A couple of days ago I suggested that Democrats needed to conduct a scorched-earth campaign against insurance companies if they wanted to persuade the public to support some kind of national health care plan. But that got me thinking. Conventional wisdom says that employer health insurance is the “gold standard,” and that most people who have it don’t want to trade it in for something else. But is that true? Do most people really love their health insurance? Or has that declined as coverage has gotten narrower and copays have gotten higher? Here’s the answer according to Gallup:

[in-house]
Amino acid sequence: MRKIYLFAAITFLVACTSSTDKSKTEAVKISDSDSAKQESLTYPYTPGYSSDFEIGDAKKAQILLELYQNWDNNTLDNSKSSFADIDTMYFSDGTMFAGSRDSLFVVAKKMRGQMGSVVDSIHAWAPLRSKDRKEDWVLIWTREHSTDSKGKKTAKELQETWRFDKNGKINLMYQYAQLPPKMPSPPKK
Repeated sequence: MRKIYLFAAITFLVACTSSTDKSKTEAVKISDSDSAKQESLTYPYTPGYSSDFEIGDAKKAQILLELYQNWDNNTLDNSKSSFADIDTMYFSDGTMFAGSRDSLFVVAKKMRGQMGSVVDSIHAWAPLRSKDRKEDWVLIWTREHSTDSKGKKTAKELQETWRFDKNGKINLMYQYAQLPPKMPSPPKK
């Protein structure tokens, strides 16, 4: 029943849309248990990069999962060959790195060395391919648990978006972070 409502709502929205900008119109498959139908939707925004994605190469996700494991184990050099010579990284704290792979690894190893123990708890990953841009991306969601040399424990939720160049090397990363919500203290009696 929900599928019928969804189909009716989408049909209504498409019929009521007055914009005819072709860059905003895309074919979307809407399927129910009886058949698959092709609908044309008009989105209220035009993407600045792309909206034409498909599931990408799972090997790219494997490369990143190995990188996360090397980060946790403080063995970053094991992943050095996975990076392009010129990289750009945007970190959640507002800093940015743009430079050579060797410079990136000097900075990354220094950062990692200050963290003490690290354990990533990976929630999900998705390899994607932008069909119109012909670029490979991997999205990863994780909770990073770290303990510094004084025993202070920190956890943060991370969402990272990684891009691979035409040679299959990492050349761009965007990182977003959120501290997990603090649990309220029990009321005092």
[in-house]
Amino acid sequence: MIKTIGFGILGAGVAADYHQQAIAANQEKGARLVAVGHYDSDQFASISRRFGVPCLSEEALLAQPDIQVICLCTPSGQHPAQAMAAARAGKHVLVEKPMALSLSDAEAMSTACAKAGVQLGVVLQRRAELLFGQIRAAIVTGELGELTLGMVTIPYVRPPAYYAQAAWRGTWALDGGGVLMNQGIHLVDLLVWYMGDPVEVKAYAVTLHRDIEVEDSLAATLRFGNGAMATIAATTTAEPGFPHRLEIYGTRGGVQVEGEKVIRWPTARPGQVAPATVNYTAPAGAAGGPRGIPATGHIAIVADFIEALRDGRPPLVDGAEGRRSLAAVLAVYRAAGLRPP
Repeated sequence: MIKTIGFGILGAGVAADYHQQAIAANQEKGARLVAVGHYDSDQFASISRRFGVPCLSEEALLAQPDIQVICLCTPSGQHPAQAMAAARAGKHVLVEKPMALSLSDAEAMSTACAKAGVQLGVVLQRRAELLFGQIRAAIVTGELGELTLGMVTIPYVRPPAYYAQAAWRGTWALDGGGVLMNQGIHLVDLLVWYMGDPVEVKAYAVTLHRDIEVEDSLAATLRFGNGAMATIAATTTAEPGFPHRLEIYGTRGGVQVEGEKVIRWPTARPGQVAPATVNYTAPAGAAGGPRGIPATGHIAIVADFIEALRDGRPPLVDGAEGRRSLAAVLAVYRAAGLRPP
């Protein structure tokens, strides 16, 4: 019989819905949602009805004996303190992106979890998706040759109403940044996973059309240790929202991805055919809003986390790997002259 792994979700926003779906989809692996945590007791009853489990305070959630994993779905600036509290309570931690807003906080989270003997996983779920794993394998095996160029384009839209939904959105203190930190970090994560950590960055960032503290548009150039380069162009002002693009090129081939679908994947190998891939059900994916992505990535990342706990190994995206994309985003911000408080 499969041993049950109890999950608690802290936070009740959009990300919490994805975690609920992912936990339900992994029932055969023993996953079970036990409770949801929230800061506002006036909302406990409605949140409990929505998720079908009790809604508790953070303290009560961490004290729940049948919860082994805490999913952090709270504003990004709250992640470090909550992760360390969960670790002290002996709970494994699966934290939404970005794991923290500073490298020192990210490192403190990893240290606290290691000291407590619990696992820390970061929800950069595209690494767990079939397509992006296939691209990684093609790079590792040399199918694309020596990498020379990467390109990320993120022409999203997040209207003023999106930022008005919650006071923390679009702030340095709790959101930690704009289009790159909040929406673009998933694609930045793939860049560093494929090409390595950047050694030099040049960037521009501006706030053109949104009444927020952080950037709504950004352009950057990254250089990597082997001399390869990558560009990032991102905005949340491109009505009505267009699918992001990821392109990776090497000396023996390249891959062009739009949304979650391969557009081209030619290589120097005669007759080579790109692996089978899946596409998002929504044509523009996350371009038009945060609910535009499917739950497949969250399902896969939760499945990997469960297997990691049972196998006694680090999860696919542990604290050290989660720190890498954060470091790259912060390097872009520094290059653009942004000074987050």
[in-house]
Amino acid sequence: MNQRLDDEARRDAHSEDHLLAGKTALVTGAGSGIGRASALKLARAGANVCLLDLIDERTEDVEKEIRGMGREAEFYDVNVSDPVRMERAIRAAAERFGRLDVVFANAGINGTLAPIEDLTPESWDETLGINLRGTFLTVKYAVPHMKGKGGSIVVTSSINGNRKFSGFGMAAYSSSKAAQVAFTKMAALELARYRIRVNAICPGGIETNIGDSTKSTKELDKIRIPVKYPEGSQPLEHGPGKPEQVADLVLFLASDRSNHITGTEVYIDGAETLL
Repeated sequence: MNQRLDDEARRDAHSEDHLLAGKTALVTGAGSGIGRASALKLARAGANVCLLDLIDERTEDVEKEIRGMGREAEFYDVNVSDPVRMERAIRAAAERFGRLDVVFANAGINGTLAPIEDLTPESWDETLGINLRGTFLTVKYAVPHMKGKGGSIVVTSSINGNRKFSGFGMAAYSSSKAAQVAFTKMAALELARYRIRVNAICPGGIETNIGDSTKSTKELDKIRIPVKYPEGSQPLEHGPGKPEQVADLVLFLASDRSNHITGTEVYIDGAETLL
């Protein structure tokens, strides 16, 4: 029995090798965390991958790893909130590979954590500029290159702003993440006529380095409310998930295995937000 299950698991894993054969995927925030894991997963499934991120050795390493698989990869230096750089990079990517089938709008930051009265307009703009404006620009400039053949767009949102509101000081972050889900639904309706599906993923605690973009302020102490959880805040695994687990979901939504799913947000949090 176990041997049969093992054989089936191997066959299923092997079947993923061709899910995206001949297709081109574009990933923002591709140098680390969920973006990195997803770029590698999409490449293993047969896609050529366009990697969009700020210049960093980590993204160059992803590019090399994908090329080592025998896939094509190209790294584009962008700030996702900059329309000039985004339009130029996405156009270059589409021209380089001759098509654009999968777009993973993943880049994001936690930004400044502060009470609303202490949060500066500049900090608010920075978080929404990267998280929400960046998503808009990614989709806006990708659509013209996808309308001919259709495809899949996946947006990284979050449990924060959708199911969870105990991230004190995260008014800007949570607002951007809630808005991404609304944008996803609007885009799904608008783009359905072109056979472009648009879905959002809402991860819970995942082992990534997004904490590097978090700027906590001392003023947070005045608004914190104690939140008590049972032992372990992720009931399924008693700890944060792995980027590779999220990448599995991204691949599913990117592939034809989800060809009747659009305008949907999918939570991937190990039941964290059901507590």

To my surprise, nothing much has changed over the past two decades. Despite everything that’s happened over that time, opinions have stayed pretty steady. People love their health plans about as much as they ever did.
However, as I was gathering this data, I read through the Gallup survey questions and found something that surprised me a lot:
Conventional wisdom says that we Americans think our health care is the best in the world. But it turns out that only 27 percent of us even think it’s better than average—while nearly half think it’s worse than average. This sure seems like something we could build on as we’re trying to persuade the country that we can do better than what we have now. Anybody up for Make Health Care Great Again™?